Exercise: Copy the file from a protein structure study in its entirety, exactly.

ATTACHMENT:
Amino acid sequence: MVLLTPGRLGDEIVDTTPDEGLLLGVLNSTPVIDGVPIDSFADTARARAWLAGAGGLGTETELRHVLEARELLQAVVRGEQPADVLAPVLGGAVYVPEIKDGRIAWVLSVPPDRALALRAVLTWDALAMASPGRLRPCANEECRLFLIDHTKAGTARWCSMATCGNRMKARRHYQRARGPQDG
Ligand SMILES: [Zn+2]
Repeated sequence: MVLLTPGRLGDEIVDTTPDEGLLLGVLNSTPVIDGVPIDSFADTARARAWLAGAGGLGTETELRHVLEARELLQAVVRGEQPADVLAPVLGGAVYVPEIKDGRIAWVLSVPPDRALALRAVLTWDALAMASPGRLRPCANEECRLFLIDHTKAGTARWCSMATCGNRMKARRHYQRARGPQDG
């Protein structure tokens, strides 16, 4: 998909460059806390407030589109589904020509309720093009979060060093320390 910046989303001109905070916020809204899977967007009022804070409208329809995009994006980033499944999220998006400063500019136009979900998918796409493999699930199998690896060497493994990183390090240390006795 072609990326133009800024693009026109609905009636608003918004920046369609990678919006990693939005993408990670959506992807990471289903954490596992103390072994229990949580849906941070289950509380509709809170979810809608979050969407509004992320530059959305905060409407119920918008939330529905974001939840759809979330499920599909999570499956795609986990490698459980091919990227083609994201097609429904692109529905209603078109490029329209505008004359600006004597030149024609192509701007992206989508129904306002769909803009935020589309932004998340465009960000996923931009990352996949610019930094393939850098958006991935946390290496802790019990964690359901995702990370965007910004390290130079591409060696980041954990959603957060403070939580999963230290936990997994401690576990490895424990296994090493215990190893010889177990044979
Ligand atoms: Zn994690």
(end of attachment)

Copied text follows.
Amino acid sequence: MVLLTPGRLGDEIVDTTPDEGLLLGVLNSTPVIDGVPIDSFADTARARAWLAGAGGLGTETELRHVLEARELLQAVVRGEQPADVLAPVLGGAVYVPEIKDGRIAWVLSVPPDRALALRAVLTWDALAMASPGRLRPCANEECRLFLIDHTKAGTARWCSMATCGNRMKARRHYQRARGPQDG
Ligand SMILES: [Zn+2]
Repeated sequence: MVLLTPGRLGDEIVDTTPDEGLLLGVLNSTPVIDGVPIDSFADTARARAWLAGAGGLGTETELRHVLEARELLQAVVRGEQPADVLAPVLGGAVYVPEIKDGRIAWVLSVPPDRALALRAVLTWDALAMASPGRLRPCANEECRLFLIDHTKAGTARWCSMATCGNRMKARRHYQRARGPQDG
């Protein structure tokens, strides 16, 4: 998909460059806390407030589109589904020509309720093009979060060093320390 910046989303001109905070916020809204899977967007009022804070409208329809995009994006980033499944999220998006400063500019136009979900998918796409493999699930199998690896060497493994990183390090240390006795 072609990326133009800024693009026109609905009636608003918004920046369609990678919006990693939005993408990670959506992807990471289903954490596992103390072994229990949580849906941070289950509380509709809170979810809608979050969407509004992320530059959305905060409407119920918008939330529905974001939840759809979330499920599909999570499956795609986990490698459980091919990227083609994201097609429904692109529905209603078109490029329209505008004359600006004597030149024609192509701007992206989508129904306002769909803009935020589309932004998340465009960000996923931009990352996949610019930094393939850098958006991935946390290496802790019990964690359901995702990370965007910004390290130079591409060696980041954990959603957060403070939580999963230290936990997994401690576990490895424990296994090493215990190893010889177990044979
Ligand atoms: Zn994690």